The number of crossings in multigraphs with no empty lens

08/30/2018 ∙ by Michael Kaufmann, et al. ∙ KIT NYU college Universität Tübingen 0

Let G be a multigraph with n vertices and e>4n edges, drawn in the plane such that any two parallel edges form a simple closed curve with at least one vertex in its interior and at least one vertex in its exterior. Pach and Tóth (2018) extended the Crossing Lemma of Ajtai et al. (1982) and Leighton (1983) by showing that if no two adjacent edges cross and every pair of nonadjacent edges cross at most once, then the number of edge crossings in G is at least α e^3/n^2, for a suitable constant α>0. The situation turns out to be quite different if nonparallel edges are allowed to cross any number of times. It is proved that in this case the number of crossings in G is at least α e^2.5/n^1.5. The order of magnitude of this bound cannot be improved.

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1 Introduction

In this paper, multigraphs may have parallel edges but no loops. A topological graph (or multigraph) is a graph (multigraph) drawn in the plane with the property that every vertex is represented by a point and every edge is represented by a curve (continuous arc) connecting the two points corresponding to the vertices and . We assume, for simplicity, that the points and curves are in “general position”, that is, (a) no vertex is an interior point of any edge; (b) any pair of edges intersect in at most finitely many points; (c) if two edges share an interior point, then they properly cross at this point; and (d) no 3 edges cross at the same point. Throughout this paper, every multigraph is a topological multigraph, that is, is considered with a fixed drawing that is given from the context. In notation and terminology, we then do not distinguish between the vertices (edges) and the points (curves) representing them. The number of crossing points in the considered drawing of is called its crossing number, denoted by . (I.e., is defined for topological multigraphs rather than abstract multigraphs.)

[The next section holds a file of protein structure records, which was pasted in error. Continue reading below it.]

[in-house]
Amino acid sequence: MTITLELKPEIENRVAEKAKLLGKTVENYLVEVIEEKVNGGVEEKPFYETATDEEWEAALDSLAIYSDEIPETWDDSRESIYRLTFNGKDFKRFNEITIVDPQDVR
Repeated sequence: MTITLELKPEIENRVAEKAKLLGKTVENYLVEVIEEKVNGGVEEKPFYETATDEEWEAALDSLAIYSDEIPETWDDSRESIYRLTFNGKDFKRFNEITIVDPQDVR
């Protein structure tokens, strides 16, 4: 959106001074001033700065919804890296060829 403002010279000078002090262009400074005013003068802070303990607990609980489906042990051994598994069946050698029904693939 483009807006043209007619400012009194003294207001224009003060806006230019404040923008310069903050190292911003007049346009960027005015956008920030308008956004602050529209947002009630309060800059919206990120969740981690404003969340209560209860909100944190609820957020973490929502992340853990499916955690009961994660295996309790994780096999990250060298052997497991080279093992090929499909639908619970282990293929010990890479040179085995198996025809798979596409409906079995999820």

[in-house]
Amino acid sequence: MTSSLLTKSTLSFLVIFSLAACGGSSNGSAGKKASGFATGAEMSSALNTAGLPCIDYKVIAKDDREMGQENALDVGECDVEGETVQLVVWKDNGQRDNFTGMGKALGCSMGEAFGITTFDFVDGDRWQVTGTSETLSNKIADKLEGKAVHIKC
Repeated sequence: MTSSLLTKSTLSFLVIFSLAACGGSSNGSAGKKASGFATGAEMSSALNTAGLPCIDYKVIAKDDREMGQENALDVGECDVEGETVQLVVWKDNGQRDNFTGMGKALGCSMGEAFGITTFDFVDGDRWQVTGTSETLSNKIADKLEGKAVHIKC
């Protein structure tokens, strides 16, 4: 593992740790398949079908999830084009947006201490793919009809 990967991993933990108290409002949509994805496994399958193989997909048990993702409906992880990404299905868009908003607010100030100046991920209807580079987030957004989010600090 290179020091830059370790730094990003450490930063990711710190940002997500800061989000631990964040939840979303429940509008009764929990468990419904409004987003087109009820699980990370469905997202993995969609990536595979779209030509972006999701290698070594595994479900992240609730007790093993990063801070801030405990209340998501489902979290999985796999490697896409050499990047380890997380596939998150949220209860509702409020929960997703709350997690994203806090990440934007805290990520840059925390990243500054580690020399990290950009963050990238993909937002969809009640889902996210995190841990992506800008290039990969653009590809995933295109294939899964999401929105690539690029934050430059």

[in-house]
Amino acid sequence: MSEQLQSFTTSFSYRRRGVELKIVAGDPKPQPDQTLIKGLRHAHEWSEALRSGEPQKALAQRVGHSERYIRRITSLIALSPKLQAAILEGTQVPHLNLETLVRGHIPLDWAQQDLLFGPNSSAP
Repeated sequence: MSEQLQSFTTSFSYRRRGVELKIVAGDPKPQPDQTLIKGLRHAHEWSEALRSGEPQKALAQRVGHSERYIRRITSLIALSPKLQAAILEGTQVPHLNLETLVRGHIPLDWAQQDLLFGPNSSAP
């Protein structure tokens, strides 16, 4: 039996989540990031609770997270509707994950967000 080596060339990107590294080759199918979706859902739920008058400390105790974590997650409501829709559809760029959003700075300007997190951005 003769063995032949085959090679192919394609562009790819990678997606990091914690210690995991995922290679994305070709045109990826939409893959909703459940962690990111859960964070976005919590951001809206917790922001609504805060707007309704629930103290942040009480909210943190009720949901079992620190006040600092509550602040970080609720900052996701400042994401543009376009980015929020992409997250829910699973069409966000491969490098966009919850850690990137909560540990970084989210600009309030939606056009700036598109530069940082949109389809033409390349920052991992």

The classic “crossing lemma” of Ajtai, Chvátal, Newborn, Szemerédi [1] and Leighton [3] gives an asymptotically best-possible lower bound on the crossing number in any -vertex -edge topological graph without loops or parallel edges, provided .

Theorem A (Crossing Lemma, Ajtai et al. [1] and Leighton [3])

There is an absolute constant , such that for any -vertex -edge topological graph we have

In general, the Crossing Lemma does not hold for topological multigraphs with parallel edges, as for every and there are -vertex -edge topological multigraphs with . Székely proved the following variant for multigraphs by restricting the edge multiplicity, that is the maximum number of pairwise parallel edges, in to be at most .

Theorem B (Székely [6])

There is an absolute constant such that for any and any -vertex -edge multigraph with edge multiplicity at most  we have

Most recently, Pach and Tóth [5] extended the Crossing Lemma to so-called branching multigraphs. We say that a topological multigraph is

  • separated if any pair of parallel edges form a simple closed curve with at least one vertex in its interior and at least one vertex in its exterior,

  • single-crossing if any pair of edges cross at most once (that is, edges sharing endpoints, , may have at most points in common), and